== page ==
Europeenses

Svartedauden: The Black Death in Norway

In the Summer of 1349, Magnus Eriksson, King of Norway and Sweden, wrote to his subjects appealing to them to offer prayers, to fast, and to pay a penny to … Continue reading

March 10, 2018 · Leave a comment

Fårikål

Depending on the source consulted, sheep were first domesticated 8,000, 9,000, 10,000, or 11,000 years ago in either the ancient Levant, Mesopotamia, the Fertile Crescent, or Southwest Asia. Testament perhaps to the … Continue reading

April 5, 2016 · Leave a comment

Góða Ólavsøka

“On the one side of Kalf Arnason stood his two relations, Olaf and Kalf, with many other brave and stout men. Kalf was a son of Arnfin Arnmodson, and a … Continue reading

February 28, 2016 · Leave a comment

‘Iceland’s Pompeii’: Þjóðveldisbærinn Stöng

In 1104 Iceland’s most famous volcano Hekla erupted, covering the local area with tephra and destroying an entire district of farm complexes in the Þjórsárdalur valley. Among them was the farmhouse named … Continue reading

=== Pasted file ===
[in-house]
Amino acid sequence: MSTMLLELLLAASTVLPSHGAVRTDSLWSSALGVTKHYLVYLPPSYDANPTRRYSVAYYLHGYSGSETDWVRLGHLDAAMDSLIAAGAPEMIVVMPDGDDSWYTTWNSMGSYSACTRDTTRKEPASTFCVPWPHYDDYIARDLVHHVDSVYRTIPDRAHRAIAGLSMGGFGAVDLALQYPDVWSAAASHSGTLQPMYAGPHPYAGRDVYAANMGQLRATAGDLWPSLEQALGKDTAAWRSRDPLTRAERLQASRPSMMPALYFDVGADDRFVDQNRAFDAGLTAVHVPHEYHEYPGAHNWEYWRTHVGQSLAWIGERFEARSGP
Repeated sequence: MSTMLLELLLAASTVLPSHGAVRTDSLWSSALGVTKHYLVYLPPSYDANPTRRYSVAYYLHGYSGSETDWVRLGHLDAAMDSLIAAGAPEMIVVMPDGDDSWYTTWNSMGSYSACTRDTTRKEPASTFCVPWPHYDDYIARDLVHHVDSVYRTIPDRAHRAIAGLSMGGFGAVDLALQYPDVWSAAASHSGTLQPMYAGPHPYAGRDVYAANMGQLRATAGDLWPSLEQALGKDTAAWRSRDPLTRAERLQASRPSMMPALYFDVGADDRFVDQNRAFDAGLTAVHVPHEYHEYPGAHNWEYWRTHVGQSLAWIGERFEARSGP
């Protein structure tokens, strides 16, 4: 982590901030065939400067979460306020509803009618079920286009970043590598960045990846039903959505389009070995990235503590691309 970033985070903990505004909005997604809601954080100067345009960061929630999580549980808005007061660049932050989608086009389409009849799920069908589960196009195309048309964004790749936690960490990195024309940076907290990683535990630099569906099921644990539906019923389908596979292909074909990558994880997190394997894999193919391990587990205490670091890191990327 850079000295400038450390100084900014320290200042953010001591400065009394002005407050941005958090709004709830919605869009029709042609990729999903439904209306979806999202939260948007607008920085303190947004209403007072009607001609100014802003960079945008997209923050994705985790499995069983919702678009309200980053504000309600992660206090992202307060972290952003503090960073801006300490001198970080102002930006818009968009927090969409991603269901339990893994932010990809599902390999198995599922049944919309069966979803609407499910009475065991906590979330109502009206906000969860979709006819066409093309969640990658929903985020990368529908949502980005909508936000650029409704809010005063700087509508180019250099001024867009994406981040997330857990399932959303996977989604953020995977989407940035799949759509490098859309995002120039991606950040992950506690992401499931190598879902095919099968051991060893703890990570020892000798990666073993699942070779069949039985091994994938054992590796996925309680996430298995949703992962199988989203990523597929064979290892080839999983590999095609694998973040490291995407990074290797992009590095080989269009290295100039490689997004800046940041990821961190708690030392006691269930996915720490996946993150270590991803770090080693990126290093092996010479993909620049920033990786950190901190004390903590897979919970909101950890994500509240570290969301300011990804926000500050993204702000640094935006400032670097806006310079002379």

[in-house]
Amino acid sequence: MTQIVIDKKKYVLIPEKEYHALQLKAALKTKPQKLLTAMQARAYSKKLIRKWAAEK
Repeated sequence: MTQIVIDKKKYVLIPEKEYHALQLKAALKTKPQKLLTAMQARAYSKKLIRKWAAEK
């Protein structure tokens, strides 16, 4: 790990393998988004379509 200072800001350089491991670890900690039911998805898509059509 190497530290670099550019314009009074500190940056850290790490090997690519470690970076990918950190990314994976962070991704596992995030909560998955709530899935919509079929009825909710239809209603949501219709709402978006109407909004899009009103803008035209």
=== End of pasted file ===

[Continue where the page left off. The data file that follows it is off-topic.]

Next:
April 12, 2015 · Leave a comment

Anglo-Saxon Easter

Easter, as for all Christians, was the most important ceremony in the Anglo-Saxon liturgical year. For monastic communities abstinence and penitential repentance began on Septuagesima, the ninth Sunday before Easter … Continue reading

April 19, 2014 · Leave a comment

Hic:Est:Wadard

I am perhaps absurdly pleased by the fact that there is a link between the Bayeux Tapestry and my home town of Swindon in Wiltshire, England. The knight Wadard appears … Continue reading

April 12, 2014 · 1 Comment

The ætheling Æthelstan’s deathbed will of 1014

On the Friday after the feast of midsummer in 1014 Ælfgar, the son of Æffa, brought the reply of King Æthelred Unræd to his son, the ætheling Æthelstan. The ailing prince … Continue reading

April 9, 2014 · Leave a comment